The south-eastern road leading away from Marrakesh and through the snow covered peaks of the High Atlas and vertiginous ravines takes you to the sub-Saharan valleys where the centifolia rose of Morocco is cultivated. Upon passing Ouarzazate – capital of southern Morocco, where many famous films have been shot such as Bertolucci’s “The Sheltering Sky” and “Kundun” by Martin Scorsese – we shall cross landscapes with many red earth kasbahs and stretches of rocky plateaus dotted with wild lavender bushes, tufts of thyme and camels.
After around 40 km you’ll reach the oasis of Skoura with its date palms, eucalyptus and oleanders, apple trees, vines, blossoming almond trees and spectacular ruins of fortified Berber architecture: ksur (singular: ksar). Approximately 50 km up the Dadès river and M’Goun valley to the north-east you’ll reach El Kelaa: a town surrounded by a thousand kasbahs and incredibly lush green fields. We’re 300 km from Marrakesh and 85 km from Ouarzazate, on the Errachidia road, at the gates of the desert. It is here, in El Kelaa M’Gouna, where master perfumers of Provence jealously guard a secret.
Since the early 30s, a few French industrialists and perfumers began to promote the production of the centifolia rose, whose essence, known as “Rose of May”, is used in many prestigious perfumes and cosmetic products.
The rose which first appeared on Earth 40 million years before mankind, was already present in many Saharan oases. The May rose is believed to have originated in ancient Persia although to date no one has identified the period in which the first rose plants arrived in this region. This valley, rich in palm tree groves, was once crossed by major caravan routes linking the Maghreb with Africa and the East. It is probable that the plants were brought over by pilgrims and travellers returning from the East. They used to return with seeds and plants which attracted their attention due to the beauty of flowers or the quality of fruits. In any case the pale-coloured rose could not have wished for a more suitable climate and thrived in these valleys inhabited by Islamised Berber tribes.
Arable oasis terrain was too limited for extensive rose cultivation, whereas these valleys of southern Morocco enabled its expansion. These fields stretch out as far as the eye can see, over 50 km in length, along the banks of the Dadès and M’Goun, where spring explodes in a luminous and inebriating array of colours. Each year during the first or second week of May (depending on the Muslim lunar calendar and decision of the National Body for Tourism), this small village nestled between the Atlas mountains and the immense Sahara, springs to life in a festival animated by Berber folklore featuring roses and all other local trades. The rose festival is a truly unmissable event.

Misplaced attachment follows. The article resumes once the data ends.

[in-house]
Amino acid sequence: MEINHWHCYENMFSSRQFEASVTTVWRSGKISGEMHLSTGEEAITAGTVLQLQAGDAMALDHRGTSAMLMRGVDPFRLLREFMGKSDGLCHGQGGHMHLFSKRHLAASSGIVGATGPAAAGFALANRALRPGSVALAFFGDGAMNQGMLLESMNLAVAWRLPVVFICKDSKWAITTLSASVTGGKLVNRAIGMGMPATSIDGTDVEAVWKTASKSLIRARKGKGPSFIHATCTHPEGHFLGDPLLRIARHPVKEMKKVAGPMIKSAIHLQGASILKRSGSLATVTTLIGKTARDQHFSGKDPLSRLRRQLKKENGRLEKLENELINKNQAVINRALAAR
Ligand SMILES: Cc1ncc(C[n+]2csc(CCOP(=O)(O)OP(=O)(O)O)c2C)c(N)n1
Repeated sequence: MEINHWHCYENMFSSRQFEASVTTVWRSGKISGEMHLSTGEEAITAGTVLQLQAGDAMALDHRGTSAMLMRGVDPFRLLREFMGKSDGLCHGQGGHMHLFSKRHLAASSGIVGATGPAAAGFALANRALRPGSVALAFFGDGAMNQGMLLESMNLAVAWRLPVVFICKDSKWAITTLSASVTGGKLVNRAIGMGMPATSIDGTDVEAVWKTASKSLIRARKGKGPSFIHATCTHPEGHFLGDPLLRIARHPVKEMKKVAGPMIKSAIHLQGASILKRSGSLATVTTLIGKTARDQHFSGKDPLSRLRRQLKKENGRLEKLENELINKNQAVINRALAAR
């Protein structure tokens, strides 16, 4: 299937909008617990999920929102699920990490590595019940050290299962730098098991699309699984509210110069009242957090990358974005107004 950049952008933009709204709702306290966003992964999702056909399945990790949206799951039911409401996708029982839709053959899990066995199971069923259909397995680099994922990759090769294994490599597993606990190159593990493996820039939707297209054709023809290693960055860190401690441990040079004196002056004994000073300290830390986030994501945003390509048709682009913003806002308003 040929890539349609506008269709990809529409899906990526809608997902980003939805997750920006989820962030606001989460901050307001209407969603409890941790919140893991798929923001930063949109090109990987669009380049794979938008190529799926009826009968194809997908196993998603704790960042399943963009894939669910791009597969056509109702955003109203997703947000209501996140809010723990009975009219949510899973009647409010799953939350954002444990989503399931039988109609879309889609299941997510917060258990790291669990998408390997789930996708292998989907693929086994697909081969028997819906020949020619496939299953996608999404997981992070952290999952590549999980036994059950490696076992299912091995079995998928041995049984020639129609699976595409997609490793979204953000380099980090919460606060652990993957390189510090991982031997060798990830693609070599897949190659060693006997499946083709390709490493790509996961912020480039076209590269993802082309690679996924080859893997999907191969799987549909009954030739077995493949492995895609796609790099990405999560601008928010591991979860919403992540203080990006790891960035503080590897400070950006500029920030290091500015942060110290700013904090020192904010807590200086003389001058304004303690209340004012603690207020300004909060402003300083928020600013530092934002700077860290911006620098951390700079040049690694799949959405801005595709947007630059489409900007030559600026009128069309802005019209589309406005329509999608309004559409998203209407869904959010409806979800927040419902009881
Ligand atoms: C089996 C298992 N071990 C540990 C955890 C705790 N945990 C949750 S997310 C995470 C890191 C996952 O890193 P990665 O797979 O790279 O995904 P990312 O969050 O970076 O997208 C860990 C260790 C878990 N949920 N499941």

The rose harvest
There aren’t proper fields of roses but rather bushes which run along the inside edge of thousands of small plots covering approximately 100 hectares, divided among numerous small holders. This variety of small and extremely delicate rose develops on bushes which are approximately three metres in height, with brown branches bristling with lateral thorns. These pink flowers are characterized by dense corollas and exude a delicate perfume. The amazing thing is that this remarkable variety, Rose de Mai, here known as the rose of the Dadès, has adapted so well at an altitude of approximately 1500 metres, between the snow-covered, imposing Atlas summits and the torrid heat of the Sahara desert.
Perhaps its intense, slightly spicy fragrance, unlike the Bulgarian rose, can be attributed to its brief life. The fresh early morning breeze is laden with the fragrance of roses which have opened during the night, as well as the laughter and chatter of women in black kaftans, their heads wrapped in brightly coloured fabrics, calling to each other from one field to another. As the sun continues to rise, their shawls are increasingly weighed down by tender rose heads.
The roses are taken to a broker who promptly trucks them to the factories of El Kalaa. The harvest takes place from mid April to mid May each year.
It is no mean feat, considering that these extremely delicate flowers must be carefully detached by hand one by one, and 500 kg of roses are required (approximately 100,000 flowers) to obtain a kg of oil.